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Say it quietly, whisper it among yourselves, but British pop music really does seem to be making significant inroads into American culture again, does it not? What with One Direction doing their boyband thing and of course Adele’s colossal reign of enormous magnificence, it feels a little early to be talking about invasions, but maybe, just maybe, the British Extended Visitation of 2012 is about to get underway.
So, in tribute to to the next few years of watching whatever it is that One Direction will do next, here are five acts from the last 20 years who not only had their time in the sun, but came in to cool down for a bit, and now want to get back out there again.
Before we start, you can spell the second word in our headline any way you like. These five are examples of a very particular sort of British pop music, and of course it is up to you whether it is great, or it simply grates. The simple fact of the matter is, they were big, they went away, and then they came back.
The Spice Girls
A British pop group so enormous in their success they even cracked America! It would possibly be overstating the case to say that the Spice Girls were the female Beatles, and certainly you use the phrase “girl power” at your peril if you do not wish to be sneered at by intellectuals and non-intellectuals alike. But for all that, their run of singles was magnificent (until Geri Halliwell left), and their comeback tour set the standard for all other returning pop acts to match. The fact that they split up again as soon as it finished should not be taken as evidence of anything. They probably just don’t get on.
Ah, the grand old men of pop, they had ten thousand fans, they marched them up to the top of a hill and they had them all again. And when they were up they were up, and when they were down they were down, and when they were only halfway up, Robbie Williams rejoined and they built a giant robot to take with them on tour.
The early naughties were awash with this lot in their primary colored outfits, curtain hair and surprisingly listeneable pop music. They had ABBA-type pop songs (“One For Sorrow” being a disco answer to “The Winner Takes It All”) and they had Bee Gees-type pop songs (OK, they covered “Tragedy” and added boyband dance moves), and they were different from the girlbands and the boybands because they had girls (at the front, microphones on) AND boys (at the back, microphones off). And they were HUGE! Last year, Sky put on a TV special in which all five members of the band spoke honestly about the friction that lead to them breaking up, and they decided to put their differences behind them and get back together, and they announced a tour and they were huge AGAIN. Pop music is a rum old game and no mistake.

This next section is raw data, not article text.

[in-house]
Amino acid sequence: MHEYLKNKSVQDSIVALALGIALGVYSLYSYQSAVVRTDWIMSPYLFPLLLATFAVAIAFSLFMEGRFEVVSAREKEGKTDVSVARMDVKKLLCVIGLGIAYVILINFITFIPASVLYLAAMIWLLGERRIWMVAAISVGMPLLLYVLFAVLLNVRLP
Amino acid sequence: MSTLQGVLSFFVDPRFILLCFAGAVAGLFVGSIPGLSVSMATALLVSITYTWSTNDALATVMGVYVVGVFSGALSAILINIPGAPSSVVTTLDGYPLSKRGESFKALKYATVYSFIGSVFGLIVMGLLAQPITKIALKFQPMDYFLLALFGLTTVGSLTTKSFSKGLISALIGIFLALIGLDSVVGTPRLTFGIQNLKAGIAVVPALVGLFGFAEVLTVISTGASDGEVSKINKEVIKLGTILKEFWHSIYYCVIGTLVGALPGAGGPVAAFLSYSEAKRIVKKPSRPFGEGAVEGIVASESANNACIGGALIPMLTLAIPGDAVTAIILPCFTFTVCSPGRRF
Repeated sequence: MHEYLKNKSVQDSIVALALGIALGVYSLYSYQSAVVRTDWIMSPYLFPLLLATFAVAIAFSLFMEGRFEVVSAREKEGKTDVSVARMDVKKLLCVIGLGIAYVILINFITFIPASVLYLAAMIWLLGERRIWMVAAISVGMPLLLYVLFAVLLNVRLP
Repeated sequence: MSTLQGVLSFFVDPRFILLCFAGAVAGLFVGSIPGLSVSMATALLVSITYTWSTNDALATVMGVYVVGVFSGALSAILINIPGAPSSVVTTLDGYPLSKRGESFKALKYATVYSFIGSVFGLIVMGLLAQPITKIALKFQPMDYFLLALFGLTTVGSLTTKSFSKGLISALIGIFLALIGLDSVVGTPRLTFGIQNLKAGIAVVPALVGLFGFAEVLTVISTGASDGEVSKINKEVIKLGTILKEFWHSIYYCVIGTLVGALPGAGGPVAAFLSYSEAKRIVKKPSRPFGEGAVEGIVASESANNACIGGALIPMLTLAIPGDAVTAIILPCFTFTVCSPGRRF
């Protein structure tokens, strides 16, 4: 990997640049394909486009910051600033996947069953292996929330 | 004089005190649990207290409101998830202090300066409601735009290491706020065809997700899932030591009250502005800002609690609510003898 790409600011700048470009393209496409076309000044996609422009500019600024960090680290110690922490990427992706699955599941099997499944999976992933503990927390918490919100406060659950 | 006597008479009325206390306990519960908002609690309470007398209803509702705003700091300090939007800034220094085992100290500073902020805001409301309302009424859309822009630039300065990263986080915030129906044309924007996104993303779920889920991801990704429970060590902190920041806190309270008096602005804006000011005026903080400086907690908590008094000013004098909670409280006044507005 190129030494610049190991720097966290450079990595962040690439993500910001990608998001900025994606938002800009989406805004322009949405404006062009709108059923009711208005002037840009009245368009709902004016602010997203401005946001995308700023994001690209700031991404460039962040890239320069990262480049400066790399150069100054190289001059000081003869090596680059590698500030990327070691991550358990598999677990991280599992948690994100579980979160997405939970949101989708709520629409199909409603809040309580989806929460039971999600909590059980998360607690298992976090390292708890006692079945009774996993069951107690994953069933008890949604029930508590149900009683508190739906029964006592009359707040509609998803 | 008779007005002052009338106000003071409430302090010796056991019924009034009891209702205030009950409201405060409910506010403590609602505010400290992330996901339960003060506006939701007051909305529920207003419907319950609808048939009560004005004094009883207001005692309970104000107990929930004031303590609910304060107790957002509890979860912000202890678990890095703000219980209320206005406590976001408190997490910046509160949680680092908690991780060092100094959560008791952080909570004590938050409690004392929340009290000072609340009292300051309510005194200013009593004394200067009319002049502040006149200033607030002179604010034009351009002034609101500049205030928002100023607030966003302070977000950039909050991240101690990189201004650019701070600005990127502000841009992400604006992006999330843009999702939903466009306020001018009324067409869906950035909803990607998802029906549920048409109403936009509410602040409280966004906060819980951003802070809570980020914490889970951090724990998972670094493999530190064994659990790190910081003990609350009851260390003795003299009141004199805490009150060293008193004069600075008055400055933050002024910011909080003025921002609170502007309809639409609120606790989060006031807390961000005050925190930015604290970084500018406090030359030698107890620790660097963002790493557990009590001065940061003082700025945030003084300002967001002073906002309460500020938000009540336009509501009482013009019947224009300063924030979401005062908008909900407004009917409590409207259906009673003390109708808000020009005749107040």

Where Take That went, Boyzone were always sure to follow. And so it was only natural when Gary Barlow reassembled the four, no, five, no four members of his band again, that Ronan Keating would do likewise. Sadly the Boyzone reunion is remembered more for the untimely death of Stephen Gately, and some of the nasty press stories that ran as a consequence, than for the quality of the music they made once they got back together, which was arguably the best they ever made.
Westlife have only just got to the splitting up bit, of course. They’ll be along in a while.
S Club 7
The ‘Sclub (as they were known among pop writers at the time) were the last big pop act to use TV as a promotional tool without revealing anything of their real lives. They came out of a TV show, made by Simon Fuller (the man behind the Spice Girls), which was a kind of modern (ish) update of the Monkees. Their songs were perky, there were seven of them, rocksnobs hated them, and of course they were, in their own way, rather marvellous. And they all left one by one, just like the Monkees. Last I heard they were down to S Club 3 (Hannah Spearritt you know from Primeval of course) but there are strong rumors that all seven will ride again, following the success of the Steps reunion TV show and tour.
See more posts by Fraser McAlpine
Fraser has been writing and broadcasting about music and popular culture for over 15 years, first at the Top of the Pops website, and most recently for the NME, Guardian and MSN. He also wrote BBC Radio 1's Chart Blog and reviews albums for BBC Radio 2.
He is Anglophenia's current resident Brit, blogging about British slang and running around the Mall taking snaps of the crowd at the Royal Wedding, as well as reigniting a childhood passion for classic Doctor Who and cramming as much music in as he can manage.
Fraser invites you to join him on Twitter: @csi_popmusic